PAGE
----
The spine wall that conjoins the two houses is made of boulder-sized stones, some “cyclopean” in size and shape, exceeding 1.5 m. in length and height. Preserved to several courses, the wall usually exceeds 1.5 m. in preserved height. It served both a retaining function—effectively stabilizing the slope and permitting building on terraces to the north—as well as the core element off of which many of the houses of the South Acropolis were built. At some points the wall has two faces, at others where it is preserved as a retaining wall, only one. The spine wall ties together the architecture of the hilltop creating a complete 250 meter-long circuit that runs roughly the full extent of the 364 (m.a.s.l.) contour, and forming two building levels, one above the wall and the other below. The structure forms the back wall of houses on one level, while retaining deep terrace fill for buildings on an upper level.

Immediately north of the houses B100 and B300, and on the opposite (north) side of the spine wall, are rooms of another house, which utilize the spine wall as their southern walls. Two rooms are extant: one in B200, and the other, to the west of B200 in B400. The room in B200 has three distinct phases: the first two consist of clay surfaces; the earliest surface had one saddle quern (against the south wall) (02-0211) and one flat quern (02-0208) in the west side of the room, both in situ on the surface (cf. B210). The presence of the querns along with wheat, vetch, grape, and a possible wheat spikelet base suggests a food-processing locus, perhaps a kitchen area. The subsequent floor surface (B209) appears to have gone into disuse (leaving behind another stone tool a small multi-purpose grinding and pounding implement), having suffered the burnt destruction that seems to have consumed the site at the end of the sixth c. BC. The room was rebuilt following the destruction, with wall lines only slightly deviating from their original plan.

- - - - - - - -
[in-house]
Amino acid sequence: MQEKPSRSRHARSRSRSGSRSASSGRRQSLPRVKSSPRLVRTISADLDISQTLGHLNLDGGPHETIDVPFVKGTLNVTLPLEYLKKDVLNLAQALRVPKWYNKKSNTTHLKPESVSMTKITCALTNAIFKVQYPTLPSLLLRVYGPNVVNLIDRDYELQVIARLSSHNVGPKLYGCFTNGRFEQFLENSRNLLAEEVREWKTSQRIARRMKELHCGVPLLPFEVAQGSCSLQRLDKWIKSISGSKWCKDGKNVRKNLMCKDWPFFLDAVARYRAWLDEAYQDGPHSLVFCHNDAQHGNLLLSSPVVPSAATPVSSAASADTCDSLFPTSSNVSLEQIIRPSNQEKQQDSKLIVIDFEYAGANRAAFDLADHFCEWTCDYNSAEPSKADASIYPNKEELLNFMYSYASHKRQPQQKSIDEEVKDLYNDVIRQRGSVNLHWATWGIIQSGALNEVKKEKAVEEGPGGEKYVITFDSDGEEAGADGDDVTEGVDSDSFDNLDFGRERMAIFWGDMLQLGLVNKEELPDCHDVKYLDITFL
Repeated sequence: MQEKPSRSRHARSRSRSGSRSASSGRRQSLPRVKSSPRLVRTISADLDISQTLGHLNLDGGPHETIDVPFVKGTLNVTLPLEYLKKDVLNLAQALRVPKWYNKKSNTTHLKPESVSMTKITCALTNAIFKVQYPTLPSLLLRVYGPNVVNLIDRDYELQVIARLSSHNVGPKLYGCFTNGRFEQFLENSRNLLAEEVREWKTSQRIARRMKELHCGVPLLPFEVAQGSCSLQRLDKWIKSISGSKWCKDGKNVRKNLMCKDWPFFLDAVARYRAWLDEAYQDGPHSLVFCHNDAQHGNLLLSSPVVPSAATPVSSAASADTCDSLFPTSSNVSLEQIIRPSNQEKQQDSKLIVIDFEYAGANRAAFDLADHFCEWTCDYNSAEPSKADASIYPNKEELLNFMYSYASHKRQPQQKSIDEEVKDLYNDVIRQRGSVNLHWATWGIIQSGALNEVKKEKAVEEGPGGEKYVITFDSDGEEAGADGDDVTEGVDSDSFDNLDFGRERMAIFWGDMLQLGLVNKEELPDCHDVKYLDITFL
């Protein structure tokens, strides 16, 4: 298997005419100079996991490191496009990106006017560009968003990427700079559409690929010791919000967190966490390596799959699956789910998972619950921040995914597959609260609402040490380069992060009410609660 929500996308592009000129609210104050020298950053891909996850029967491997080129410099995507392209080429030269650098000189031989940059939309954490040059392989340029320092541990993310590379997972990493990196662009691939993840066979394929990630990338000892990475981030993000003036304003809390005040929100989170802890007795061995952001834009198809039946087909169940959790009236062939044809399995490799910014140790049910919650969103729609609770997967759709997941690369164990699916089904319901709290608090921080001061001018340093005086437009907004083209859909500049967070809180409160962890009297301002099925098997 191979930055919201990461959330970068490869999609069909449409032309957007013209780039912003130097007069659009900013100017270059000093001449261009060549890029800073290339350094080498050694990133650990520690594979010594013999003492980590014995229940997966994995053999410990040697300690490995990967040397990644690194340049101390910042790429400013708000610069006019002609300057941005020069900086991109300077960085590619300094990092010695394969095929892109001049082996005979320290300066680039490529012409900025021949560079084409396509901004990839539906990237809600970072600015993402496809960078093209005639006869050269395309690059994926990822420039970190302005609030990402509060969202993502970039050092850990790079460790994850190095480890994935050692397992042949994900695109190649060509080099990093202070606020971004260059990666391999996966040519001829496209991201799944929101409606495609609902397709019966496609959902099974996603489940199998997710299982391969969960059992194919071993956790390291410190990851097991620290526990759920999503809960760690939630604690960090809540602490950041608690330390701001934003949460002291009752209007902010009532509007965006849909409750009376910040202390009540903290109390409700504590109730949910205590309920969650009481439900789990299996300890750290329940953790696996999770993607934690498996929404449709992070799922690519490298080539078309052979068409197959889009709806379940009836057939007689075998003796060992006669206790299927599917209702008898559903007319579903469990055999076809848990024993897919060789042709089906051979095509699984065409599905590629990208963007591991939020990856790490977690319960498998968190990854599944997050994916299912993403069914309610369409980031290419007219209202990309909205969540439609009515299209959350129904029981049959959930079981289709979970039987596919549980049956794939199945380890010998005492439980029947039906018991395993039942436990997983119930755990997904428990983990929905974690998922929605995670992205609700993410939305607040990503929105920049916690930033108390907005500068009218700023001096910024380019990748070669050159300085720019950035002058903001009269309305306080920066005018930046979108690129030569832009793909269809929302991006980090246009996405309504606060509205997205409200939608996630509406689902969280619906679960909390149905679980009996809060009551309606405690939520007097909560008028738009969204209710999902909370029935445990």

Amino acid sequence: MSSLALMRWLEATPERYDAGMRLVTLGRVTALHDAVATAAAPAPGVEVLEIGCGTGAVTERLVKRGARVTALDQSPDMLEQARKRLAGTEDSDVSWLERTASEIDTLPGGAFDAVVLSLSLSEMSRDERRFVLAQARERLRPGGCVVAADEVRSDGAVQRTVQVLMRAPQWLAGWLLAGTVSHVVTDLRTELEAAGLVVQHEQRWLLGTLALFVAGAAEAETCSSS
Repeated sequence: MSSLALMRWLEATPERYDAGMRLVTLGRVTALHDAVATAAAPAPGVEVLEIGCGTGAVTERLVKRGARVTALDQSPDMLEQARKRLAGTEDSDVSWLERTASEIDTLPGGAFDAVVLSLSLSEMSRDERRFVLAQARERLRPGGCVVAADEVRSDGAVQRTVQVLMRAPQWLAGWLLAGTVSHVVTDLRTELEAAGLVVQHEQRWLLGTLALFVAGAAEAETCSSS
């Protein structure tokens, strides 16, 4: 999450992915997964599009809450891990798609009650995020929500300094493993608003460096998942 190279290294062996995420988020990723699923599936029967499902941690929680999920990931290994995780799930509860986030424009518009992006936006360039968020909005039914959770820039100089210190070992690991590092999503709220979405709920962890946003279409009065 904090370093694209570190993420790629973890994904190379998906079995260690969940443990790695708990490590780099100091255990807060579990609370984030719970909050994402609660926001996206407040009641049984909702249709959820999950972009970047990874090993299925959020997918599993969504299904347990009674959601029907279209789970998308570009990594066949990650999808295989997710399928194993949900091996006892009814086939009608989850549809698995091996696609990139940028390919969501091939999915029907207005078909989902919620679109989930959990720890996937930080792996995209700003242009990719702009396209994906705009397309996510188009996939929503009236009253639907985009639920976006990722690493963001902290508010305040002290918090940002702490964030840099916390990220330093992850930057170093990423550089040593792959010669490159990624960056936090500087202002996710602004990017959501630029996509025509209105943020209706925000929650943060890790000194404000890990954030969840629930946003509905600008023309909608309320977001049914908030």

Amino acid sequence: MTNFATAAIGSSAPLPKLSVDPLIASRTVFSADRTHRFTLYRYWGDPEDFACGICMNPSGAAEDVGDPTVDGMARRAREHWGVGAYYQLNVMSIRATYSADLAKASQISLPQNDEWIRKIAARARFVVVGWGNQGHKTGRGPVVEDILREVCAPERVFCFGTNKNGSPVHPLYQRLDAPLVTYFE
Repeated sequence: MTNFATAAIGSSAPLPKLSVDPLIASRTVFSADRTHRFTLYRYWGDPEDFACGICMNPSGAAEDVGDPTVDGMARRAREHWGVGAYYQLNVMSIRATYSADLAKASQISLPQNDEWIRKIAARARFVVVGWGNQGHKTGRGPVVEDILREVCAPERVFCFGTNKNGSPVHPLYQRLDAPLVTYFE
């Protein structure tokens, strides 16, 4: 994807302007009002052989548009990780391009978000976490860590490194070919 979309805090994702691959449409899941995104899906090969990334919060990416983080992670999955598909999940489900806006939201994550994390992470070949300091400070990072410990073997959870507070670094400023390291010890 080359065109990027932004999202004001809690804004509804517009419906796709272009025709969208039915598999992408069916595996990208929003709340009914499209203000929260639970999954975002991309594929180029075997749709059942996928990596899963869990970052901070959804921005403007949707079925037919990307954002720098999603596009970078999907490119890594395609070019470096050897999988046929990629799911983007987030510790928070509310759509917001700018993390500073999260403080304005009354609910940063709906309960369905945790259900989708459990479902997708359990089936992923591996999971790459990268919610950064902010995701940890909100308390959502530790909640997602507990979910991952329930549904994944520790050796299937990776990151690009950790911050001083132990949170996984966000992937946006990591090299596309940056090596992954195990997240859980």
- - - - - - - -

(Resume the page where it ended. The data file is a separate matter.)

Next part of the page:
The neighboring room in B400 is a storage area, and connected by means of a doorway to the kitchen in B200. While the east and west walls are preserved, the north wall consists of natural outcrops of bedrock with intermittent wall segments, the best preserved in the northeast corner. A bench along the south wall may have been a stand to support vessels or could have facilitated access to the pithoi. A number of vases were recovered and are currently being conserved: two pithoi; a hydria or table amphora; a monochrome hydria; a cookpot; a coarse jar; a large skyphos; and a black cup. One pithos is a short (ca. 0.80 m. tall) globular jar with a tall narrow neck and overhanging rim; the neck is decorated very simply with a horizontal row of stamped shield-bosses and an impressed guilloche band. Other objects were a spindle whorl (02-0064), two querns (02-213, 02-215), and a bronze rivet (02-0307). The room appears to have been destroyed during the early phase burning that we find across the site. Large boulders, characteristic of the earthquake damage, were found on the top ground surface in the middle of the room; these had to be removed to conduct excavation in the western and central areas of the room. The rooms in B200 and B400, appear to be food preparation and storage areas respectively, probably parts of a house, the rest of which is unexcavated to the east and north. Clarification of this building is one of the goals of the 2003 excavation season.